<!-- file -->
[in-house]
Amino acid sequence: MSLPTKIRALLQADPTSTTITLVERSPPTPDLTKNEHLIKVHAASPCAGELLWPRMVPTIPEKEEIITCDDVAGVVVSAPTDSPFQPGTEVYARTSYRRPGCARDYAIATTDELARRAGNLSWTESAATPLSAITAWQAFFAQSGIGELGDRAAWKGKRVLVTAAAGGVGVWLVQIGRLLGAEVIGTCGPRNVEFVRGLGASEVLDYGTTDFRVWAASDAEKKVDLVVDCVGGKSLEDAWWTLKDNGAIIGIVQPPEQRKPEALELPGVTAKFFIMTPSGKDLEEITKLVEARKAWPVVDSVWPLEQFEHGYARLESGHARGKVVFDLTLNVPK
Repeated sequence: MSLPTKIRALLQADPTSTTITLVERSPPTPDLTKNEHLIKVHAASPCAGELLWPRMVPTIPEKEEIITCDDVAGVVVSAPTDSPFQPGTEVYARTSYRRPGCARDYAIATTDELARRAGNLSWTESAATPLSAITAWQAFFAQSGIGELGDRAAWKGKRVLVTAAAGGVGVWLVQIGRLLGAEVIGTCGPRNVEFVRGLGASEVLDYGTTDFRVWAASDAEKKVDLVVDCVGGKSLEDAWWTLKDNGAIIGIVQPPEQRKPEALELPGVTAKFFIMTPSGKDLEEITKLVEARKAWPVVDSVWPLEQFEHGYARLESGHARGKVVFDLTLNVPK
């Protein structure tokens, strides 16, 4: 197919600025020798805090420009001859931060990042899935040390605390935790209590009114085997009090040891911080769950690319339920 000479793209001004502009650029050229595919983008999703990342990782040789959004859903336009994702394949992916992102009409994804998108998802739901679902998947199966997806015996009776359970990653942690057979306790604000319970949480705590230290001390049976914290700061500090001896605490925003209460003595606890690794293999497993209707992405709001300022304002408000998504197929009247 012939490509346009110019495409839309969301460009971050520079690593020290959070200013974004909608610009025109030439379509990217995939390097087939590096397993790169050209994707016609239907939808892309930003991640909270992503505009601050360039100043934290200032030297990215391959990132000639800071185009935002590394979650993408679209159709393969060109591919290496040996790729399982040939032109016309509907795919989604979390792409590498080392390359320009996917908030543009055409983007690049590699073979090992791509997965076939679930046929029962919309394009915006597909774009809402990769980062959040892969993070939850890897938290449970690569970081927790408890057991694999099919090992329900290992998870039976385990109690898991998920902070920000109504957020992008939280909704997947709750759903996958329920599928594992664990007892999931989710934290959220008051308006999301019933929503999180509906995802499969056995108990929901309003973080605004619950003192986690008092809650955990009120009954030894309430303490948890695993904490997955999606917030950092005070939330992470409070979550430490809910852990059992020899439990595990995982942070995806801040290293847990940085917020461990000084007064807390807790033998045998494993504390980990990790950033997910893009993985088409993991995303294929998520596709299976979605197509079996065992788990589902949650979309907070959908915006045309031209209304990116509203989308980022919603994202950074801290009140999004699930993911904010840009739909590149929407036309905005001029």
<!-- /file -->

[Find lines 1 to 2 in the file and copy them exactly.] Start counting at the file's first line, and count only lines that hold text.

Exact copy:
[in-house]
Amino acid sequence: MSLPTKIRALLQADPTSTTITLVERSPPTPDLTKNEHLIKVHAASPCAGELLWPRMVPTIPEKEEIITCDDVAGVVVSAPTDSPFQPGTEVYARTSYRRPGCARDYAIATTDELARRAGNLSWTESAATPLSAITAWQAFFAQSGIGELGDRAAWKGKRVLVTAAAGGVGVWLVQIGRLLGAEVIGTCGPRNVEFVRGLGASEVLDYGTTDFRVWAASDAEKKVDLVVDCVGGKSLEDAWWTLKDNGAIIGIVQPPEQRKPEALELPGVTAKFFIMTPSGKDLEEITKLVEARKAWPVVDSVWPLEQFEHGYARLESGHARGKVVFDLTLNVPK